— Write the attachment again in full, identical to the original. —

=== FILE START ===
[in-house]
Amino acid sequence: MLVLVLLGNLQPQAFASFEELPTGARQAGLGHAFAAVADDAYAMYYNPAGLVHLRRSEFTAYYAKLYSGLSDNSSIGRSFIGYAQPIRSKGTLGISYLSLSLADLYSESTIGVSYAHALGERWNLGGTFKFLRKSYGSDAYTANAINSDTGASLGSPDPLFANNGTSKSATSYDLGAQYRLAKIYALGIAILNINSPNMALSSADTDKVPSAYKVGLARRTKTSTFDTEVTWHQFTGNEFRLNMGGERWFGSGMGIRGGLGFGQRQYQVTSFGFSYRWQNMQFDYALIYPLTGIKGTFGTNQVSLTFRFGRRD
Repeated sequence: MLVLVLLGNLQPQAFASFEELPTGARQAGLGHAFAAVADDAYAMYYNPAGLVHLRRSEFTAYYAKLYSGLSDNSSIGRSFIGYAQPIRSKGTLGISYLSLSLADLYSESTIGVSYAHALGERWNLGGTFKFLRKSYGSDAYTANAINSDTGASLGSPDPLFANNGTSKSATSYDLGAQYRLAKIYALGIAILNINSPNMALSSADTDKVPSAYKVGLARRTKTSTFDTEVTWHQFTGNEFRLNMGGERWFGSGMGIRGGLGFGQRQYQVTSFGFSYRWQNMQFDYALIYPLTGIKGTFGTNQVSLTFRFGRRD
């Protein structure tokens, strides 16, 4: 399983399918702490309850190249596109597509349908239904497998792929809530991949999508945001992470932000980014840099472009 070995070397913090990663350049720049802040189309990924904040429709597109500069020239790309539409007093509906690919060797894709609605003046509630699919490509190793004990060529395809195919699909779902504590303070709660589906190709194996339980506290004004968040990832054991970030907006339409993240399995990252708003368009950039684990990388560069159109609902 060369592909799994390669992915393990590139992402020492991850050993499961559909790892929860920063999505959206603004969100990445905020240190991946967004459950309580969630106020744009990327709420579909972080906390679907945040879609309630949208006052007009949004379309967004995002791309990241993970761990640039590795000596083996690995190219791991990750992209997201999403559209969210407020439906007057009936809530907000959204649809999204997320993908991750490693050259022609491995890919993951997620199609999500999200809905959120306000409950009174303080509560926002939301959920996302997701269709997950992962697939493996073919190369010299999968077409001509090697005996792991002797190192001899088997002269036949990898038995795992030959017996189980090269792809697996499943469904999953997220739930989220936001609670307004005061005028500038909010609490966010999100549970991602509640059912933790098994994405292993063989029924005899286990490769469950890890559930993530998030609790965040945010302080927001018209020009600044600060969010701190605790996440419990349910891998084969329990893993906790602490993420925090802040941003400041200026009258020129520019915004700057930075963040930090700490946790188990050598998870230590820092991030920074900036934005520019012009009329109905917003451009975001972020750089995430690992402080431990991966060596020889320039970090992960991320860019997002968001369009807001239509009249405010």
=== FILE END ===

[in-house]
Amino acid sequence: MLVLVLLGNLQPQAFASFEELPTGARQAGLGHAFAAVADDAYAMYYNPAGLVHLRRSEFTAYYAKLYSGLSDNSSIGRSFIGYAQPIRSKGTLGISYLSLSLADLYSESTIGVSYAHALGERWNLGGTFKFLRKSYGSDAYTANAINSDTGASLGSPDPLFANNGTSKSATSYDLGAQYRLAKIYALGIAILNINSPNMALSSADTDKVPSAYKVGLARRTKTSTFDTEVTWHQFTGNEFRLNMGGERWFGSGMGIRGGLGFGQRQYQVTSFGFSYRWQNMQFDYALIYPLTGIKGTFGTNQVSLTFRFGRRD
Repeated sequence: MLVLVLLGNLQPQAFASFEELPTGARQAGLGHAFAAVADDAYAMYYNPAGLVHLRRSEFTAYYAKLYSGLSDNSSIGRSFIGYAQPIRSKGTLGISYLSLSLADLYSESTIGVSYAHALGERWNLGGTFKFLRKSYGSDAYTANAINSDTGASLGSPDPLFANNGTSKSATSYDLGAQYRLAKIYALGIAILNINSPNMALSSADTDKVPSAYKVGLARRTKTSTFDTEVTWHQFTGNEFRLNMGGERWFGSGMGIRGGLGFGQRQYQVTSFGFSYRWQNMQFDYALIYPLTGIKGTFGTNQVSLTFRFGRRD
């Protein structure tokens, strides 16, 4: 399983399918702490309850190249596109597509349908239904497998792929809530991949999508945001992470932000980014840099472009 070995070397913090990663350049720049802040189309990924904040429709597109500069020239790309539409007093509906690919060797894709609605003046509630699919490509190793004990060529395809195919699909779902504590303070709660589906190709194996339980506290004004968040990832054991970030907006339409993240399995990252708003368009950039684990990388560069159109609902 060369592909799994390669992915393990590139992402020492991850050993499961559909790892929860920063999505959206603004969100990445905020240190991946967004459950309580969630106020744009990327709420579909972080906390679907945040879609309630949208006052007009949004379309967004995002791309990241993970761990640039590795000596083996690995190219791991990750992209997201999403559209969210407020439906007057009936809530907000959204649809999204997320993908991750490693050259022609491995890919993951997620199609999500999200809905959120306000409950009174303080509560926002939301959920996302997701269709997950992962697939493996073919190369010299999968077409001509090697005996792991002797190192001899088997002269036949990898038995795992030959017996189980090269792809697996499943469904999953997220739930989220936001609670307004005061005028500038909010609490966010999100549970991602509640059912933790098994994405292993063989029924005899286990490769469950890890559930993530998030609790965040945010302080927001018209020009600044600060969010701190605790996440419990349910891998084969329990893993906790602490993420925090802040941003400041200026009258020129520019915004700057930075963040930090700490946790188990050598998870230590820092991030920074900036934005520019012009009329109905917003451009975001972020750089995430690992402080431990991966060596020889320039970090992960991320860019997002968001369009807001239509009249405010």